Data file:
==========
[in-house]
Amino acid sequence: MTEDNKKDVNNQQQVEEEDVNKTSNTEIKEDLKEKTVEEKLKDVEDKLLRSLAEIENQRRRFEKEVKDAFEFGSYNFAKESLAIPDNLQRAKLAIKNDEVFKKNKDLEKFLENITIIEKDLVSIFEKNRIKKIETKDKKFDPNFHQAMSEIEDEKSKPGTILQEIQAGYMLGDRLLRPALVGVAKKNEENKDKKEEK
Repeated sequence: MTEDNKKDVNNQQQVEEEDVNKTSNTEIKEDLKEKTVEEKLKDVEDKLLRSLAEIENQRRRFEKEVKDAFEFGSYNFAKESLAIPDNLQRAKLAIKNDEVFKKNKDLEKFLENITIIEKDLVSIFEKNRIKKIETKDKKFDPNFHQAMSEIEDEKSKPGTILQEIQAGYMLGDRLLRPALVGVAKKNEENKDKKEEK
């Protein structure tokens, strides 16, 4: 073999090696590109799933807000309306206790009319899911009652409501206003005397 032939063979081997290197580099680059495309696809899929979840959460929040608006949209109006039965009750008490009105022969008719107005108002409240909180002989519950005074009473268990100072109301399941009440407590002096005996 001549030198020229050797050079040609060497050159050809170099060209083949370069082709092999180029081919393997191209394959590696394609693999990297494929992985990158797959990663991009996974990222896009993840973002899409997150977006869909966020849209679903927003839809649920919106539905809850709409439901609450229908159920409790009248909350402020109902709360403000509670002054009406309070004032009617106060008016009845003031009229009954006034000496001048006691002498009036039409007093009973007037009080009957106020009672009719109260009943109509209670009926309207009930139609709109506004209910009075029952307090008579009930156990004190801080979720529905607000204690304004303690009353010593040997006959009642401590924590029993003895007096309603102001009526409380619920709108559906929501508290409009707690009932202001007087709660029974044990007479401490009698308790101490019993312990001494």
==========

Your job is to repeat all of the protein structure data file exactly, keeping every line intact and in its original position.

[in-house]
Amino acid sequence: MTEDNKKDVNNQQQVEEEDVNKTSNTEIKEDLKEKTVEEKLKDVEDKLLRSLAEIENQRRRFEKEVKDAFEFGSYNFAKESLAIPDNLQRAKLAIKNDEVFKKNKDLEKFLENITIIEKDLVSIFEKNRIKKIETKDKKFDPNFHQAMSEIEDEKSKPGTILQEIQAGYMLGDRLLRPALVGVAKKNEENKDKKEEK
Repeated sequence: MTEDNKKDVNNQQQVEEEDVNKTSNTEIKEDLKEKTVEEKLKDVEDKLLRSLAEIENQRRRFEKEVKDAFEFGSYNFAKESLAIPDNLQRAKLAIKNDEVFKKNKDLEKFLENITIIEKDLVSIFEKNRIKKIETKDKKFDPNFHQAMSEIEDEKSKPGTILQEIQAGYMLGDRLLRPALVGVAKKNEENKDKKEEK
């Protein structure tokens, strides 16, 4: 073999090696590109799933807000309306206790009319899911009652409501206003005397 032939063979081997290197580099680059495309696809899929979840959460929040608006949209109006039965009750008490009105022969008719107005108002409240909180002989519950005074009473268990100072109301399941009440407590002096005996 001549030198020229050797050079040609060497050159050809170099060209083949370069082709092999180029081919393997191209394959590696394609693999990297494929992985990158797959990663991009996974990222896009993840973002899409997150977006869909966020849209679903927003839809649920919106539905809850709409439901609450229908159920409790009248909350402020109902709360403000509670002054009406309070004032009617106060008016009845003031009229009954006034000496001048006691002498009036039409007093009973007037009080009957106020009672009719109260009943109509209670009926309207009930139609709109506004209910009075029952307090008579009930156990004190801080979720529905607000204690304004303690009353010593040997006959009642401590924590029993003895007096309603102001009526409380619920709108559906929501508290409009707690009932202001007087709660029974044990007479401490009698308790101490019993312990001494």